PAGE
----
OK this may be the dumb question of the day, but supposing I have a class with :

NSDecimalNumber *numOne   = [NSDecimalNumber numberWithFloat:1.0];
NSDecimalNumber *numTwo   = [NSDecimalNumber numberWithFloat:2.0];
NSDecimalNumber *numThree = [NSDecimalNumber numberWithFloat:3.0];

Why can't I have a function that adds those numbers:

- (NSDecimalNumber *)addThem {
    return (self.numOne + self.numTwo + self.numThree);

I apologize in advance for being an idiot, and thanks!

  • 19
    Don't degrade yourself. We all need help sometime. – Byron Whitlock Mar 15 '10 at 18:22

You can't do what you want becuase neither C nor Objective C have operator overloading. Instead you have to write:

- (NSDecimalNumber *)addThem {
    return [self.numOne decimalNumberByAdding:
        [self.numTwo decimalNumberByAdding:self.numThree]];

If you're willing to play dirty with Objective-C++ (rename your source to .mm), then you could write:

NSDecimalNumber *operator + (NSDecimalNumber *a, NSDecimalNumber *b) {
    return [a decimalNumberByAdding:b];

Now you can write:

- (NSDecimalNumber *)addThem {
    return self.numOne + self.numTwo + self.numThree;

Go C++!


NSDecimalNumber is an Objective C class which, when instantiated, produces an object which contains a number. You access the object (and objects in general) through methods only. Objective C doesn't have a way to directly express arithmetic against objects, so you need to make one of three calls:

  • -[NSDecimalNumber doubleValue], which extracts the numbers from your objects before adding the numbers. link
  • -[NSDecimalNumber decimalNumberByAdding], which creates an additional object, which may be more than you want. link
  • NSDecimalAdd, which, again, creates an additional object, which may be more than you want. link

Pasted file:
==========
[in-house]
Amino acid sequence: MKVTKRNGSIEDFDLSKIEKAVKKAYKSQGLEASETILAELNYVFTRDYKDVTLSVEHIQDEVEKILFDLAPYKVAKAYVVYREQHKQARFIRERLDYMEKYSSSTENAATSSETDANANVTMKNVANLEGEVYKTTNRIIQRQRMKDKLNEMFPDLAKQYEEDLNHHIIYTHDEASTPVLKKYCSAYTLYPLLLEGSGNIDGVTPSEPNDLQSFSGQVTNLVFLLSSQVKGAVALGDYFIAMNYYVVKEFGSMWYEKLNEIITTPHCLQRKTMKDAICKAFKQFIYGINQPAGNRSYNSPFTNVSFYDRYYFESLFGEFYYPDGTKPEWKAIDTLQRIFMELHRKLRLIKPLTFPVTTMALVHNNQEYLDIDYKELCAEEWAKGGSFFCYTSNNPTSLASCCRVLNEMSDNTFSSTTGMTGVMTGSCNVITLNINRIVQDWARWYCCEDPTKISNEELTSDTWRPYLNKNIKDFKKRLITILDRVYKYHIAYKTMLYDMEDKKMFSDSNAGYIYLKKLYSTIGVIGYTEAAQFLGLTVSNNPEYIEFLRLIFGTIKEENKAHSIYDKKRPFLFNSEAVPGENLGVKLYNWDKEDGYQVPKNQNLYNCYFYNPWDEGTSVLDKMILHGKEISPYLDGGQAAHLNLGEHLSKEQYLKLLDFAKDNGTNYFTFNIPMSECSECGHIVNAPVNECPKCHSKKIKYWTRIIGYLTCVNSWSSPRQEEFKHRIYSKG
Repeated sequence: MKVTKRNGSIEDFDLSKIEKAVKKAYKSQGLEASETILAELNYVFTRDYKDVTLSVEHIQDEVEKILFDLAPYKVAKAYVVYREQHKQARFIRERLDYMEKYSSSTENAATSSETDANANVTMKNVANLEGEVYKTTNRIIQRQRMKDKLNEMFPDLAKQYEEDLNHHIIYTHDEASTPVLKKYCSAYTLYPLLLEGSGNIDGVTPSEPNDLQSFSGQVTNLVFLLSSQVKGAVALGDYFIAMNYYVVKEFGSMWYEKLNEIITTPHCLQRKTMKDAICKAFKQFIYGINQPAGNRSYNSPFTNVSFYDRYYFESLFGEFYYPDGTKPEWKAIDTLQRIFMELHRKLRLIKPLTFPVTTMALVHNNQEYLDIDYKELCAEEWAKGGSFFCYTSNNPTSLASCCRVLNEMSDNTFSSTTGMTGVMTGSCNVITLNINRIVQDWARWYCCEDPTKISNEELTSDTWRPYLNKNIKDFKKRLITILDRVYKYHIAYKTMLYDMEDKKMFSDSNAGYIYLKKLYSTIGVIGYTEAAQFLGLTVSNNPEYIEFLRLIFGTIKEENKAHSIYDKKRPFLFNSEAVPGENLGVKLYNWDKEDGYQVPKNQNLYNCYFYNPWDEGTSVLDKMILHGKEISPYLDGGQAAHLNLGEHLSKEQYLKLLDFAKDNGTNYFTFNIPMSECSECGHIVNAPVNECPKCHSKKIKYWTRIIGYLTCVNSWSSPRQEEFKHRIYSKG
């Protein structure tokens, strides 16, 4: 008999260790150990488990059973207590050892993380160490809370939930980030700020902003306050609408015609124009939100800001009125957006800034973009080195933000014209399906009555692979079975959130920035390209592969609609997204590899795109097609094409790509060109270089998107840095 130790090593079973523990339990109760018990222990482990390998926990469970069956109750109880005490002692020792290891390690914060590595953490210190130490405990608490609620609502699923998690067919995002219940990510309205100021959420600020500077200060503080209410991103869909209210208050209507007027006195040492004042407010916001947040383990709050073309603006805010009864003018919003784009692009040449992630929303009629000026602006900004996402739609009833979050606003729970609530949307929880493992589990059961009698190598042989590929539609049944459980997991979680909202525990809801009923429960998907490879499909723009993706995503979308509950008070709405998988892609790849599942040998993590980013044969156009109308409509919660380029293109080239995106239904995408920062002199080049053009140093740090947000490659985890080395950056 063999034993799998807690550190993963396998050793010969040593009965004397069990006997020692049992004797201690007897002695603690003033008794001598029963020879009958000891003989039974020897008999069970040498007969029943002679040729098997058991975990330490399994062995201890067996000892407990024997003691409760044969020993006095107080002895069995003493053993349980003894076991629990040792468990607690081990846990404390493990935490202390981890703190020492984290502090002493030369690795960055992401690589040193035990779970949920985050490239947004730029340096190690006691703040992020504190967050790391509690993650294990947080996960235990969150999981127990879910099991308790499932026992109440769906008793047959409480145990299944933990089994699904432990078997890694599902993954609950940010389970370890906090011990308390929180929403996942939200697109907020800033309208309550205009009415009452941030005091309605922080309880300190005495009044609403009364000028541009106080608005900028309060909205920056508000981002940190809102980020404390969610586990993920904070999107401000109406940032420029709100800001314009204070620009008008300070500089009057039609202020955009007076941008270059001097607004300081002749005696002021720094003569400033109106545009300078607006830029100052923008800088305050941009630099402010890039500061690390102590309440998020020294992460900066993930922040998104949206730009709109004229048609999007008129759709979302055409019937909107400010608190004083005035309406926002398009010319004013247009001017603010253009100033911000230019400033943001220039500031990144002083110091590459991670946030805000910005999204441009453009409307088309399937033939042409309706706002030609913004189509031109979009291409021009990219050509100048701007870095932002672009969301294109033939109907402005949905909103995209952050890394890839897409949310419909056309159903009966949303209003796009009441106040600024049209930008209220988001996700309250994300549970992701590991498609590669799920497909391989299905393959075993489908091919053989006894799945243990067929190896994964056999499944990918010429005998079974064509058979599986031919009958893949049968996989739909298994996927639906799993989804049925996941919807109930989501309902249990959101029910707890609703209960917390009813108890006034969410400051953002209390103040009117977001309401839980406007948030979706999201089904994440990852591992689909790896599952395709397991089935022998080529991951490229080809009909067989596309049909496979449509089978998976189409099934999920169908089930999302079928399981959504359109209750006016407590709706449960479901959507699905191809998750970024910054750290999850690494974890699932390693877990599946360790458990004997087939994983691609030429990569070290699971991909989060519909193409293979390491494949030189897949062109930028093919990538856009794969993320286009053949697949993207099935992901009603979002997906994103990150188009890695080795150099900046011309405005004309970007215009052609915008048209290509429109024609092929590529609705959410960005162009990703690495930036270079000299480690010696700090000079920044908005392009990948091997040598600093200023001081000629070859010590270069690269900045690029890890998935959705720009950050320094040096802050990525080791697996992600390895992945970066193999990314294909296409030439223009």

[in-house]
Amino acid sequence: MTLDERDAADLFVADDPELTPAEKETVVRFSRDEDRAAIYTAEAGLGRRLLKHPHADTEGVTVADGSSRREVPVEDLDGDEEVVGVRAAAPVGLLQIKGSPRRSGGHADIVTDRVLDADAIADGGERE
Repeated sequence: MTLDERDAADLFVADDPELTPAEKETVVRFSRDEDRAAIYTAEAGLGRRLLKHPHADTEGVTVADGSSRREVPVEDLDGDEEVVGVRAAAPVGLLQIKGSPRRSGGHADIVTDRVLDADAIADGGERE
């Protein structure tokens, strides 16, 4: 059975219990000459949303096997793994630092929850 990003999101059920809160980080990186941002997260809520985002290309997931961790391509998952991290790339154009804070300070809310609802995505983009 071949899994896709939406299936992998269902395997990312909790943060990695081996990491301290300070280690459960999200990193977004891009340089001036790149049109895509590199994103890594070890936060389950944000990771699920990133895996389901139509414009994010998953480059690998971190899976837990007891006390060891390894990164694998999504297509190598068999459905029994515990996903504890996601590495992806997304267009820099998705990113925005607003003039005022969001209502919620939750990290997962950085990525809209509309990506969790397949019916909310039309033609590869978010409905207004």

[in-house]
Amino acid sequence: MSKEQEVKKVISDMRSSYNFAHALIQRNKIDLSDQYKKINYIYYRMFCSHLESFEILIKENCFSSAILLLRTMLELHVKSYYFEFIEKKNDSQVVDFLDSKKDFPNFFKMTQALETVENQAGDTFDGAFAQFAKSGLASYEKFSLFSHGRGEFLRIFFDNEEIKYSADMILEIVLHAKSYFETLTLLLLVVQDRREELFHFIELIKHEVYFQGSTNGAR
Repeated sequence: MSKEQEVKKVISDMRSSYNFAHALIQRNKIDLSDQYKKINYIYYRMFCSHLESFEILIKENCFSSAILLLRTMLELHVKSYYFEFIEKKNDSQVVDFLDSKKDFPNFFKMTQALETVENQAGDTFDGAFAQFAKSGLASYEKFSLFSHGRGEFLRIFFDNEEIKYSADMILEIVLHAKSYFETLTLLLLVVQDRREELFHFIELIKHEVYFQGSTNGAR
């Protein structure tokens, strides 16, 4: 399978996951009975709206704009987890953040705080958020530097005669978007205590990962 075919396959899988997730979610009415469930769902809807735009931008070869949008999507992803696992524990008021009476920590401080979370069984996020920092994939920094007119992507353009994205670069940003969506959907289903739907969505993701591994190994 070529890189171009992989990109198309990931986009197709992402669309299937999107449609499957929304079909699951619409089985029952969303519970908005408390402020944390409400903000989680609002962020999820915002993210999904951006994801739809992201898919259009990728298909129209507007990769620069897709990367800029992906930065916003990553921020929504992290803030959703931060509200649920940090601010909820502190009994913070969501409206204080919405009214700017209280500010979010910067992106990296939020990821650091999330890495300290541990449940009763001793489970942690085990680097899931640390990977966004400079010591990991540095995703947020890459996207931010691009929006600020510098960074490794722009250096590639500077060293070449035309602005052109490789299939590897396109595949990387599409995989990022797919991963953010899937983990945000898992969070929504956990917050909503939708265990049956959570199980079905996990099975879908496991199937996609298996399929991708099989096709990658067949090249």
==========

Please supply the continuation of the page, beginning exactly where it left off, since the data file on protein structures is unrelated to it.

• By the way, I'm surprised nobody has mentioned this, but... I think your first burst of sample code is broken. You appear to be calling the NSNumber class in order to instantiate NSDecimalNumber. I've never seen such a thing before and I'm suspicious of it. You might get away with it for a while due to the "late binding" nature of Objective C, but it seems like it will eventually cause bugs. – Integer Poet Mar 15 '10 at 18:43
  • "you can think of the later options as built atop the earlier ones" - This is not true in the first case. NSDecimalNumbers perform decimal math, not floating point, so extracting a double and adding that will eliminate the benefits of working with an NSDecimalNumber. Also, NSDecimalAdd() is a function that works on an NSDecimal struct, not an NSDecimalNumber object. – Brad Larson Mar 15 '10 at 19:49
  • Poor choice of words on my part. In fact, the entire chain of logic makes less sense to me now than when I wrote it, since NSDecimalAdd operates on NSDecimal rather than NSDecimalNumber. I've removed the statement. I was trying to show inter-releatedness but took it too far. – Integer Poet Mar 16 '10 at 2:39

See NSDecimalAdd function (as well as NSDecimalMultiply, NSDecimalDivide, NSDecimalSubtract).

  • Note that these functions work on NSDecimal structs, not NSDecimalNumber objects, but you can easily extract an NSDecimal using NSDecimalNumber's -decimalValue method. – Brad Larson Mar 15 '10 at 19:51
  • That said, this is the approach I recommend. The NSDecimal functions are up to five times faster than the NSDecimalNumber equivalents, and you avoid creating autoreleased objects all over the place, yet you maintain the decimal arithmetic and precision of NSDecimalNumber. I use NSDecimal instead of NSDecimalNumber where I can in my applications. – Brad Larson Mar 15 '10 at 19:54
[[numOne decimalNumberByAdding:numTwo] decimalNumberByAdding:numThree]

You can:

- (NSDecimalNumber *)addThem {
    return [[self.numOne decimalNumberByAdding:numTwo] decimalNumberByAdding:numThree];

The problem with your example is that what self.numOne really is at a bit level is a pointer to an object. So your function would return some random memory location, not the sum.

If Objective-C supported C++-style operator overloading, someone could define + when applied to two NSDecimalNumber objects as an alias to decimalNumberByAdding:. But it doesn't.

Your Answer

By clicking “Post Your Answer”, you agree to our terms of service, privacy policy and cookie policy

Not the answer you're looking for? Browse other questions tagged or ask your own question.